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In the meantime, United this week added a new step to passenger check-in, asking customers to complete a type of private welfare analysis. Passengers should attest to the truth that they have not shown any coronavirus-like signs in the two weeks before their flight and that they have not been identified with COVID-19 for three weeks. They are also asked if they have had any contact with someone who has had a positive review in the previous two weeks and is expected to comply with United’s various safety protocols, such as wearing a mask on board.

Alaska Airways said it will add an identical requirement from June 30, requiring travelers to complete a health contract upon check-in (it will also be completed on the airline’s mobile app). Passengers from Alaska must verify that they have not had any signs of COVID in the previous 72 hours, or contact someone who has, and comply with putting on a face mask. The health regulations are part of the airline’s “Next Level Care” program unveiled this week, which also ensures that Alaska will block central seats at least until July 31 and can stop taking reservations once the month is over. flight reached. 65% of its capacity. Boarding is now carried out in ranks from return to entry, and in smaller teams, Alaska said.

New York LaGuardia cuts ribbon this weekend on giant new arrivals / departures corridor at Terminal B. New York Governor’s Workplace
Speaking of Alaska, anyone flying in that state faces a mandatory 14-day self-quarantine. However, the State’s Public Health Division now offers you an alternative: If a traveler receives a COVID-19 test within 72 hours of boarding their plane, they will skip the quarantine with a negative view of the results. arrival. If they don’t plan for this, they’ll now get a free COVID snapshot from their arrival airport in Alaska – but then they’ll have to self-quarantine until the results come back, which normally takes about two. days (it’s still much greater than 14).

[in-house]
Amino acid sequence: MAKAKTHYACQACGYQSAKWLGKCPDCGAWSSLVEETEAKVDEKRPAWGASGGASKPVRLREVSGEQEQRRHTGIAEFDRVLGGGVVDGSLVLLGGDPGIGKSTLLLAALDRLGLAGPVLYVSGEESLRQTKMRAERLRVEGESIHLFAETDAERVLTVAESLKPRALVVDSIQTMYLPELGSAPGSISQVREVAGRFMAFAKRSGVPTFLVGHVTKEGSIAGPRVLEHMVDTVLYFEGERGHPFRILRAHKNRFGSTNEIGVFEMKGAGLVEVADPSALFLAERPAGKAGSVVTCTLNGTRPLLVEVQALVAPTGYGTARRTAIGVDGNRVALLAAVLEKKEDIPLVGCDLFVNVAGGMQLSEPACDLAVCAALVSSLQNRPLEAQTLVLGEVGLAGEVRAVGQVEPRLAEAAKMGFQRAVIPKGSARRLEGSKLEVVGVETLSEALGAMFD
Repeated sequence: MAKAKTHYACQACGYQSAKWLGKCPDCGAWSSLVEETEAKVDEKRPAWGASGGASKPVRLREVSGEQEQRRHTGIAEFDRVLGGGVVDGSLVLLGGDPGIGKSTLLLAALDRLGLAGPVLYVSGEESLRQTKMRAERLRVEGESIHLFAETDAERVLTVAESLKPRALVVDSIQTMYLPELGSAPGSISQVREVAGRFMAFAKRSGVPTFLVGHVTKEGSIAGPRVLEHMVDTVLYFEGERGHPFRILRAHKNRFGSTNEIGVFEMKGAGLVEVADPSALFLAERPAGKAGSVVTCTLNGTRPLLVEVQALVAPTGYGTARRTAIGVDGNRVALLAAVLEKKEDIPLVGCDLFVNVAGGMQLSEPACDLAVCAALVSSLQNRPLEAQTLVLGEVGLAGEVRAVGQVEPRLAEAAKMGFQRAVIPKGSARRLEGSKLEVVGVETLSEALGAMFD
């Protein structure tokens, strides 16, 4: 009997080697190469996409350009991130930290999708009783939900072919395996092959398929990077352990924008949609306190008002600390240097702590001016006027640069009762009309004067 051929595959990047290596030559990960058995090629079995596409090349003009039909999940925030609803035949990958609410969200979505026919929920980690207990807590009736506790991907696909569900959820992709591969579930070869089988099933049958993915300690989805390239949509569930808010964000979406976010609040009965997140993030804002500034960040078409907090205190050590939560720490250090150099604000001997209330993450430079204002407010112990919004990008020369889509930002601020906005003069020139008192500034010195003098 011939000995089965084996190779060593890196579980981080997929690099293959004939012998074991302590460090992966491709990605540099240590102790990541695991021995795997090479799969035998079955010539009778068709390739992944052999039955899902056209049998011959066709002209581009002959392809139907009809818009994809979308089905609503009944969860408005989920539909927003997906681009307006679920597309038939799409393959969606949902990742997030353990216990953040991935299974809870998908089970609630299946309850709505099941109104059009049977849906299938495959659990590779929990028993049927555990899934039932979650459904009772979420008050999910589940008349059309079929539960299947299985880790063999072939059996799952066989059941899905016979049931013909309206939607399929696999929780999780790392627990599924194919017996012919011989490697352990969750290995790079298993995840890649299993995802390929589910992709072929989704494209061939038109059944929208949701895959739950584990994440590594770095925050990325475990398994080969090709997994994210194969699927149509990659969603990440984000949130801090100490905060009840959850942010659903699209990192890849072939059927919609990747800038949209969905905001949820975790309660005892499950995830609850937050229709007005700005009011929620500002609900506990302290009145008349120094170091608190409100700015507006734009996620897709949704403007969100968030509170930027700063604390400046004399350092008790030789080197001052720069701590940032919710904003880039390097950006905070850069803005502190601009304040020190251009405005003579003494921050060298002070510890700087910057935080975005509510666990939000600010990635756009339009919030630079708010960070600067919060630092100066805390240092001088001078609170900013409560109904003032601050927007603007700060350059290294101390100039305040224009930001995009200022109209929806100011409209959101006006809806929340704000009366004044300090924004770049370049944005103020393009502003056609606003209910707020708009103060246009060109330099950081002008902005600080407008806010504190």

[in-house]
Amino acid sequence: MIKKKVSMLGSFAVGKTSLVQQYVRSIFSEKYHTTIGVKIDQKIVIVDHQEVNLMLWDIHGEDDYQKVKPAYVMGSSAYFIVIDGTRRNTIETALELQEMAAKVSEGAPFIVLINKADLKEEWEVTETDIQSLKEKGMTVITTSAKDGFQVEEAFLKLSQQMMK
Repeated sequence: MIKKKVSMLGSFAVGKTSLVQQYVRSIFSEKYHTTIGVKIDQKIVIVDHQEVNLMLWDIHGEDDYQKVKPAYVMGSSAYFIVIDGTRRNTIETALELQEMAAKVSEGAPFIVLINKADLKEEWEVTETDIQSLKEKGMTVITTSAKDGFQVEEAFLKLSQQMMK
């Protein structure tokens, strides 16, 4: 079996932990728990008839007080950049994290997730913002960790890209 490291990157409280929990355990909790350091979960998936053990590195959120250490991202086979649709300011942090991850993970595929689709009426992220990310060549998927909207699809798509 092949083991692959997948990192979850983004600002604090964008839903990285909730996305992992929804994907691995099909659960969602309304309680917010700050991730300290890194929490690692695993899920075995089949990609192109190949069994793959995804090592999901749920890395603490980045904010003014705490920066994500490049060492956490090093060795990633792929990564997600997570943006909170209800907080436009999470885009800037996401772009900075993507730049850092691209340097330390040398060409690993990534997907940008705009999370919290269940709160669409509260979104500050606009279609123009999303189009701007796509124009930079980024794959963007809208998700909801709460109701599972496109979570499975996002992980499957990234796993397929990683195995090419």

This weekend brings some key information about the New York Metropolitan Airport: June 13 is the opening date of the new arrival and departure corridor of Terminal B at LaGuardia Airport, which the Governor New York City Andrew Cuomo Seeks “The Biggest Step To Date In Turning LaGuardia Airport Into A World-Class Transportation Hub. Airport Is In The Middle Of A Multi-Year $ 8 Billion Reconstruction encompassing all of its constructions (in addition to the historic Marine Air Terminal) Terminal B’s all-new arrivals and departures corridor – serving United, American, Southwest and Air Canada – covers 850,000 square feet over 4 floors.

LaGuardia’s new departures level features 4 check-in islands with 75 passenger check-in kiosks and a central oversized baggage check-in station, as well as 16 security screening lanes – three times the terminal’s predecessor. The terminal also has 17 new food and beverage stores. Last week United opened a brand new United membership placed after security near its doors; this is 30% larger than the previous LGA membership. The brand new arrivals / departures corridor is only part of the eventual reconstruction. As American Airways notes, “Many flights will continue to operate from Gates B, C and D in the original central terminal. After checking in at the new arrivals and departures hall, customers will be able to access all gates B, C and D via a temporary walkway.

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Chris McGinnis is SFGATE’s Senior Travel Correspondent. You can reach him by email or contact him on Twitter or Facebook. Don’t miss out on your trip by signing up for FREE updates by email every two weeks!